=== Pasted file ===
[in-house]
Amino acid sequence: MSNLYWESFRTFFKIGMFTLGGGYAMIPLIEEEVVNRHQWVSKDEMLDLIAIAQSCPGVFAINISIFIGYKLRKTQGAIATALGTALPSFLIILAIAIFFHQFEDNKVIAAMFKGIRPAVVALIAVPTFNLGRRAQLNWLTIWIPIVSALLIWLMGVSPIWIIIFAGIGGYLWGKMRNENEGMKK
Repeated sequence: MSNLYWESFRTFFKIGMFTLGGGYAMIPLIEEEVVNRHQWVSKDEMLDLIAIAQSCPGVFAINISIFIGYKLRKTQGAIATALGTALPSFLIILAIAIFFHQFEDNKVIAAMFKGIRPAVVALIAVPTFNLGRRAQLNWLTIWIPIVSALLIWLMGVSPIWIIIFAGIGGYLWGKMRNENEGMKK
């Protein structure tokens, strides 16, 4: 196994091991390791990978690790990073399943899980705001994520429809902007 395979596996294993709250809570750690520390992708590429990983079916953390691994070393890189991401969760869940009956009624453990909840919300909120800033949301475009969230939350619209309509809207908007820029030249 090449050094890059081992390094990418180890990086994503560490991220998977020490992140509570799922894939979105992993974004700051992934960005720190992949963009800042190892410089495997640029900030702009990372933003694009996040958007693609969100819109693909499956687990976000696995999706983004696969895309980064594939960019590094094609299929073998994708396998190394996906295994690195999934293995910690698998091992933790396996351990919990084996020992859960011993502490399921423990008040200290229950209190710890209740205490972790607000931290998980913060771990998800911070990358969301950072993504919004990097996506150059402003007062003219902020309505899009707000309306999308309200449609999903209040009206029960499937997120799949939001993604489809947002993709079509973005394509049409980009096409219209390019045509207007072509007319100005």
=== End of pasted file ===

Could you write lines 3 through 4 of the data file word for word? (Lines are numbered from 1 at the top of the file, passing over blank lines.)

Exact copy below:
Repeated sequence: MSNLYWESFRTFFKIGMFTLGGGYAMIPLIEEEVVNRHQWVSKDEMLDLIAIAQSCPGVFAINISIFIGYKLRKTQGAIATALGTALPSFLIILAIAIFFHQFEDNKVIAAMFKGIRPAVVALIAVPTFNLGRRAQLNWLTIWIPIVSALLIWLMGVSPIWIIIFAGIGGYLWGKMRNENEGMKK
């Protein structure tokens, strides 16, 4: 196994091991390791990978690790990073399943899980705001994520429809902007 395979596996294993709250809570750690520390992708590429990983079916953390691994070393890189991401969760869940009956009624453990909840919300909120800033949301475009969230939350619209309509809207908007820029030249 090449050094890059081992390094990418180890990086994503560490991220998977020490992140509570799922894939979105992993974004700051992934960005720190992949963009800042190892410089495997640029900030702009990372933003694009996040958007693609969100819109693909499956687990976000696995999706983004696969895309980064594939960019590094094609299929073998994708396998190394996906295994690195999934293995910690698998091992933790396996351990919990084996020992859960011993502490399921423990008040200290229950209190710890209740205490972790607000931290998980913060771990998800911070990358969301950072993504919004990097996506150059402003007062003219902020309505899009707000309306999308309200449609999903209040009206029960499937997120799949939001993604489809947002993709079509973005394509049409980009096409219209390019045509207007072509007319100005």